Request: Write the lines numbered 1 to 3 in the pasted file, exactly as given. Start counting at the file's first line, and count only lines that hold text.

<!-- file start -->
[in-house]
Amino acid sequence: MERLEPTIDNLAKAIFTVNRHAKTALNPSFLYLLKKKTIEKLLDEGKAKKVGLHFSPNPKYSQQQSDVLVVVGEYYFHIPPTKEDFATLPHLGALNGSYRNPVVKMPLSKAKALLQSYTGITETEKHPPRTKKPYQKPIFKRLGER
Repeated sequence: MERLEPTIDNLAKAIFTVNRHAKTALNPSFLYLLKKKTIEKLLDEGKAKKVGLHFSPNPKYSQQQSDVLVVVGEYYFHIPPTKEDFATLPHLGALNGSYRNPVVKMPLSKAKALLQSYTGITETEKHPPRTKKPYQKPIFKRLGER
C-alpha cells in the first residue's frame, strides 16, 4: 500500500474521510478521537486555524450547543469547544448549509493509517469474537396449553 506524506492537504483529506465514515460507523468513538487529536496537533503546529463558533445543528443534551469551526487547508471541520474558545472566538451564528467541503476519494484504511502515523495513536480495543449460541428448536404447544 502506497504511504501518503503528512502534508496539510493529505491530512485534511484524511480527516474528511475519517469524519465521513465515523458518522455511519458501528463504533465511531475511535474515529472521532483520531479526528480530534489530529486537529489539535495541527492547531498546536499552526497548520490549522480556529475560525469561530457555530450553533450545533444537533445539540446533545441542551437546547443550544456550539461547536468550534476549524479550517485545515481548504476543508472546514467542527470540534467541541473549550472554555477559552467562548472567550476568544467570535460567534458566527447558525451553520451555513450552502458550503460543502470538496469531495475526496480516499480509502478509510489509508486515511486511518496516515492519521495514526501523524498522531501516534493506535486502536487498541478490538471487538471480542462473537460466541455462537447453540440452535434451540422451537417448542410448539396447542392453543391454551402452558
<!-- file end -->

[in-house]
Amino acid sequence: MERLEPTIDNLAKAIFTVNRHAKTALNPSFLYLLKKKTIEKLLDEGKAKKVGLHFSPNPKYSQQQSDVLVVVGEYYFHIPPTKEDFATLPHLGALNGSYRNPVVKMPLSKAKALLQSYTGITETEKHPPRTKKPYQKPIFKRLGER
Repeated sequence: MERLEPTIDNLAKAIFTVNRHAKTALNPSFLYLLKKKTIEKLLDEGKAKKVGLHFSPNPKYSQQQSDVLVVVGEYYFHIPPTKEDFATLPHLGALNGSYRNPVVKMPLSKAKALLQSYTGITETEKHPPRTKKPYQKPIFKRLGER